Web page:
The Lobster Chronicles: Life on a Very Small Island
by Linda Greenlaw
Detailing the trappings of island life
By Michael Kenney, Globe Correspondent, 7/9/2002
After 17 years swordfishing offshore, Linda Greenlaw came home to the ''very small island'' of Isle au Haut.
Hauling lobster traps in the sheltered waters of Maine's Penobscot Bay with her father as sternman is a day in the sun compared with the isolation and dangers offshore. Greenlaw was at sea, a captain in the swordfish fleet, during the ''perfect storm,'' and was among the last people to have radio contact with the doomed Andrea Gail. She wrote an earlier book about the difficult swordfishing life.
But island life has its charms - and its conflicts - and Greenlaw writes as enthusiastically about them as she did about her offshore experiences in the well-received ''The Hungry Ocean.'' The real, and very pleasant, surprise of ''The Lobster Chronicles'' is how well Greenlaw captures the small-town, waterside dramas of the Lighthouse Committee and the Island Lobster Association.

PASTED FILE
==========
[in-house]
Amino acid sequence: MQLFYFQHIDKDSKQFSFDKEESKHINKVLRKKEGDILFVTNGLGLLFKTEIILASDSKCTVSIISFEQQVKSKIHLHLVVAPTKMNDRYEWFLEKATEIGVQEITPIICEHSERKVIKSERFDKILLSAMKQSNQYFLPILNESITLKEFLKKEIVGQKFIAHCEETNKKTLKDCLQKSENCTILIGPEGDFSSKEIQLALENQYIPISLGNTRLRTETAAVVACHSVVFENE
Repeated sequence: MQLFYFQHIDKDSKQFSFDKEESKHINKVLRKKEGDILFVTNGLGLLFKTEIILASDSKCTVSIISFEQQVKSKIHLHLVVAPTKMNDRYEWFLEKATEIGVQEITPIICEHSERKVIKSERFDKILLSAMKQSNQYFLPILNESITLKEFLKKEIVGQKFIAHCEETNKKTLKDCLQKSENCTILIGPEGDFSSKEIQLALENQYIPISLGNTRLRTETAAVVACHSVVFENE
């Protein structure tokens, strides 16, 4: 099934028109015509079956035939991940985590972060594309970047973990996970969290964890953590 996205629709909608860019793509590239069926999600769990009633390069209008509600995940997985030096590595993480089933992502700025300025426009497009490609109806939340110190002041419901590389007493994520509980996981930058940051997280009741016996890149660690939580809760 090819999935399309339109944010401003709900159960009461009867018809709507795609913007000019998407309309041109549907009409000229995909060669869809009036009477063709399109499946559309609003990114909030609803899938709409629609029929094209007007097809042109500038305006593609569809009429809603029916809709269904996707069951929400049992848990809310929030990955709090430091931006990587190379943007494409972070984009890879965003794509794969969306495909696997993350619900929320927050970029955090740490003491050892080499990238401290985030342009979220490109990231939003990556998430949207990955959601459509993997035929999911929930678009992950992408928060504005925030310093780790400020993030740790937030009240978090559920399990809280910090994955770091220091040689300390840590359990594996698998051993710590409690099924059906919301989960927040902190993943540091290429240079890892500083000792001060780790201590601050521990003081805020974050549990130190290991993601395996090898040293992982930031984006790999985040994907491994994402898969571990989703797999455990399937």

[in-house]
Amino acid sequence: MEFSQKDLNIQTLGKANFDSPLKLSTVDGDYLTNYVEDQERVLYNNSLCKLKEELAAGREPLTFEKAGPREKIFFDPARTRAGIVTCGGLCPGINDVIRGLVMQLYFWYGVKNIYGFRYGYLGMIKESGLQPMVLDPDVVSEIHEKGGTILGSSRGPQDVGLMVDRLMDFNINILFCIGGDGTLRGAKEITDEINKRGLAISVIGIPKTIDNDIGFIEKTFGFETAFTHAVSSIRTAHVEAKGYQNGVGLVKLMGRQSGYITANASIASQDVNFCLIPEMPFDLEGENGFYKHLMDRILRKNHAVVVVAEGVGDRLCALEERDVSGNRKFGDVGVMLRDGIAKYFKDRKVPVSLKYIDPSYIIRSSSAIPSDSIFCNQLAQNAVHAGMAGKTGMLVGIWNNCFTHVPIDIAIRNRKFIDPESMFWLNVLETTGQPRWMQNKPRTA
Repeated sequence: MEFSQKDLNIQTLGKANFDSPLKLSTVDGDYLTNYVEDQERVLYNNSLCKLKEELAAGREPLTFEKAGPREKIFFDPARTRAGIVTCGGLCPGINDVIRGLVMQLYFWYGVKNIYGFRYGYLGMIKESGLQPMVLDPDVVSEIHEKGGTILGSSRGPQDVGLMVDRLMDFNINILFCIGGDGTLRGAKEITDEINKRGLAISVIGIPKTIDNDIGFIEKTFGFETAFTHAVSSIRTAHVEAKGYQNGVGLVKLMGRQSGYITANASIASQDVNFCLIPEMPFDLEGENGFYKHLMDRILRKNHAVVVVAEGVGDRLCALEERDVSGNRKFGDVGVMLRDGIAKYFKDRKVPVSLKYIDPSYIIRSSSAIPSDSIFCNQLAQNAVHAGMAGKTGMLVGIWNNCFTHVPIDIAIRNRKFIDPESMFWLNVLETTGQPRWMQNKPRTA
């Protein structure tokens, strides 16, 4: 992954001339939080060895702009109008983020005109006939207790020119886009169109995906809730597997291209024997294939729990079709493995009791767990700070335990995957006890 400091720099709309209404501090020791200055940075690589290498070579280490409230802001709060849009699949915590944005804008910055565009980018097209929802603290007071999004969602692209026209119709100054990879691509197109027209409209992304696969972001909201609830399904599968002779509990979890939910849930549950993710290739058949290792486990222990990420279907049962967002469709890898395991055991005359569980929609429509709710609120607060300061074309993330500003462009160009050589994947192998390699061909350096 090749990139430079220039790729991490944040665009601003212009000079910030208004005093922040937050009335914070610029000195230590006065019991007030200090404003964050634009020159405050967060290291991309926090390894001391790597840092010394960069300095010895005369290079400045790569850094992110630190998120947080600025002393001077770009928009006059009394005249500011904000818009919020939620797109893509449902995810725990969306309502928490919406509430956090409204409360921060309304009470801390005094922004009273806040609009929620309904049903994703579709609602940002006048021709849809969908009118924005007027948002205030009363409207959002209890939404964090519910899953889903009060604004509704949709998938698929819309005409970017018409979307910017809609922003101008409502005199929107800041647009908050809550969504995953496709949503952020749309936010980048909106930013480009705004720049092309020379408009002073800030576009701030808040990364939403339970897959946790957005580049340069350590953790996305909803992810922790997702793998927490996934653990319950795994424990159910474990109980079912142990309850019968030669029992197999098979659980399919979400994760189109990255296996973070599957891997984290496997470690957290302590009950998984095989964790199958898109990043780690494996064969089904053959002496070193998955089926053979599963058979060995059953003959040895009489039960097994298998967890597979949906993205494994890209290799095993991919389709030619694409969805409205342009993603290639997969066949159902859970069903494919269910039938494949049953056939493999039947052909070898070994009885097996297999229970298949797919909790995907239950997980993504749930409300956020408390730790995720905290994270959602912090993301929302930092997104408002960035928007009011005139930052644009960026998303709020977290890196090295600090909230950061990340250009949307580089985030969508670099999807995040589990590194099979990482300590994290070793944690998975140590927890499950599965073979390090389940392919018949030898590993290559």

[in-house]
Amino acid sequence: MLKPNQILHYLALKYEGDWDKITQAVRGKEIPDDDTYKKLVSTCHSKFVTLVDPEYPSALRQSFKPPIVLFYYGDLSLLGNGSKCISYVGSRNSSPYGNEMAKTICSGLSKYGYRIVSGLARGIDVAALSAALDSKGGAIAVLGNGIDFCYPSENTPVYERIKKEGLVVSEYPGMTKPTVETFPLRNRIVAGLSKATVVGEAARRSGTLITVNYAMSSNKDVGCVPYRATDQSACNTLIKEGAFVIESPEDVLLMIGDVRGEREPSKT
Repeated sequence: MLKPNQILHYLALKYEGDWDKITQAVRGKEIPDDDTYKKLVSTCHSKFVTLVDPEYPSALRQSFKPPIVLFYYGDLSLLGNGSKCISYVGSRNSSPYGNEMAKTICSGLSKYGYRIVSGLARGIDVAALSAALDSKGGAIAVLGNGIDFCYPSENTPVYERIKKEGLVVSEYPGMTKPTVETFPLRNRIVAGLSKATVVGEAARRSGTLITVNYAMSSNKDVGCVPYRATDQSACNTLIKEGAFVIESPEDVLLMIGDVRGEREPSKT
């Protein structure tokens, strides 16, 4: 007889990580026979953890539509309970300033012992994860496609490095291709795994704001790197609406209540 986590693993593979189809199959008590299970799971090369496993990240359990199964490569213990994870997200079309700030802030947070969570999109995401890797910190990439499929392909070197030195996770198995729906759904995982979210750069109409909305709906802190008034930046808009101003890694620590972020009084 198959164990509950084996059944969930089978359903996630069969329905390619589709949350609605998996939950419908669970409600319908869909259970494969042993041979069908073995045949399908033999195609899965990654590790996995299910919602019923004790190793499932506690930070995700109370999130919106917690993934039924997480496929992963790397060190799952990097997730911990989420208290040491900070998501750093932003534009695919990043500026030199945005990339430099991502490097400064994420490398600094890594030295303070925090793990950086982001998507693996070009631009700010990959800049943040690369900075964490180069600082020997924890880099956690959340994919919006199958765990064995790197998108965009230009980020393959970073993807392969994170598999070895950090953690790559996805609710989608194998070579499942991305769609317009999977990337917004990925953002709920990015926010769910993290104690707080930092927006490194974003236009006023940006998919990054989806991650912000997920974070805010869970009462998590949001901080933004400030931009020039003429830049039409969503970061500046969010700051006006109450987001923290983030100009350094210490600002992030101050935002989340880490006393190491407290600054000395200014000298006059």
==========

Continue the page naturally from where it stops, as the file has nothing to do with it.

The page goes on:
There was both public benefit and private gain at stake in the move to obtain and maintain the Robinson's Point Light, which was being abandoned by the Coast Guard. The driving force behind the move happened to be the owner of a bed-and-breakfast in the old lightkeeper's house.
The outcome was satisfactory to the public and the private interests. But as Greenlaw puts it, ''a phenomenon of small-town politics'' is its ability to keep a fight going.
Another truism of island politics, writes Greenlaw, is ''it is never enough simply to exhaust a topic; it needs to be replaced by something or it will go on being discussed no matter how little more can be said. Someone would have to do something stupid or gossip-worthy soon; the lighthouse controversy had long worn thin.''